Here is fourth and final part of the corporate rendition of 12 lessons I derive from the life and times of Arjun. This part will cover: 1. Bear Losses, 2. Never Forgive, Never Forget and 3. Strike at the Right Time. For Arjun’s life story, please refer to “Life Lessons from Arjun”. Like in the previous parts, here I stick to the Lessons for the Corporate Warrior.
1. Bear Losses
The organization you work for has a P&L statement. So do you. The only difference is that your P&L goes with you and you’re the sole proprietor managing it. You’re the boss when it comes to your personal P&L. A failed execution, someone getting the credit for your work, a pitch you didn’t win, a lost bid, competition making headway into your key account, an opportunity missed, a cut in the resources at your disposal, reduction in your team size, exit of an important team member, an increment or bonus below expectations, getting a bad rating, losing face due to poor performance, peers outshining you, making a strategic retreat from a situation, simply letting go at times and so on are all losses with varying intensities. You might not consider all of these losses as personal but they do have an impact on your performance which results in a negative impact on your growth. One loss that you might always call your own and crib, sulk and sob about is the personal time and effort you might devote to things like ‘Upgrading Skills’ or ‘Exploiting Opportunities’ or ‘Forging Alliances’, especially when less comes out of these efforts than expected. Yes, all these things need a lot of time and effort but it’s you who signs-up for these extra efforts. You can’t describe them as ‘losses’. You can call them ‘investments’. Your attitude, at the end of the day, chooses how you describe them for yourself. Losses, irrespective of their nature, just can’t be avoided. In the Corporate Kurukshetra, you can’t win any war without losing a couple of battles. Like you, there are many ambitions out there and they’re not going to let you win easily. Whilst you do your bit, there are other factors and individuals who do theirs. So keep your chin ready for some blows. Being conscious about potential losses and not being afraid of them will help you sail through. A loss can do two things to you. One, it can demoralize you and two, it can make you risk averse. The bad morale has to be flushed out of your system soon as you need to remain pepped up and positive, especially when the chips are down. Instead of being risk averse, focus on being risk aware. You running away from risks is not going to keep the risks away from you and had risks not existed, your organization wouldn’t need you in the first place. A loss will expose a risk you ignored so ensure you enlist it and ensure you mitigate or outsmart it the next time you’re in it. Losses, to a great extent, are good to bear as they make you stronger and sharper. Making the most of the learning in a loss is of course in your own hands!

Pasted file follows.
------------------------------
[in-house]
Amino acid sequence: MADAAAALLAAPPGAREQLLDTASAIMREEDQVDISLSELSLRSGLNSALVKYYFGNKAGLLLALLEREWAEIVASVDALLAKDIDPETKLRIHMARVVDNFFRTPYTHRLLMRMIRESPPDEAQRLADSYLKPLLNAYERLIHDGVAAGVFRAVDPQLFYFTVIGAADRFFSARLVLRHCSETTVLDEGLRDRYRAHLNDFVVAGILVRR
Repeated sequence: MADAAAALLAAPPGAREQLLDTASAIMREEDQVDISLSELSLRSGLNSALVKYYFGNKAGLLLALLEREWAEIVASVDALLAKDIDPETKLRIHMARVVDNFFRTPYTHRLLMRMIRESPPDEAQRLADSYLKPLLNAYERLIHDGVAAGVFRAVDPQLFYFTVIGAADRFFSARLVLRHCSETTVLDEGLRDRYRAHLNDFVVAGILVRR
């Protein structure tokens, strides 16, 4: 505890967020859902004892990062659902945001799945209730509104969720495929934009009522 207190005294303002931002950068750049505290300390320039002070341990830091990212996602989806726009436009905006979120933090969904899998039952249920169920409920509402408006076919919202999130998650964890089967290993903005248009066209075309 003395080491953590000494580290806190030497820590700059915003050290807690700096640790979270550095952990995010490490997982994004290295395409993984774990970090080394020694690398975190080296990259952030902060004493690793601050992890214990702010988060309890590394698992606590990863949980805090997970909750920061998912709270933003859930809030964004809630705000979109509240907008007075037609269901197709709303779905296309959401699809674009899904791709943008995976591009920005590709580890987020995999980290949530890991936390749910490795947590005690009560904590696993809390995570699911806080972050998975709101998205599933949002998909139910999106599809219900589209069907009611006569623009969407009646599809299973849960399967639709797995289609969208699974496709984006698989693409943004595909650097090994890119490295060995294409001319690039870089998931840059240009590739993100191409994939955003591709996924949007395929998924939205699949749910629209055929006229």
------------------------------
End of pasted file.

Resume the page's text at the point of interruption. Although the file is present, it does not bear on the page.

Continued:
2. Never Forgive, Never Forget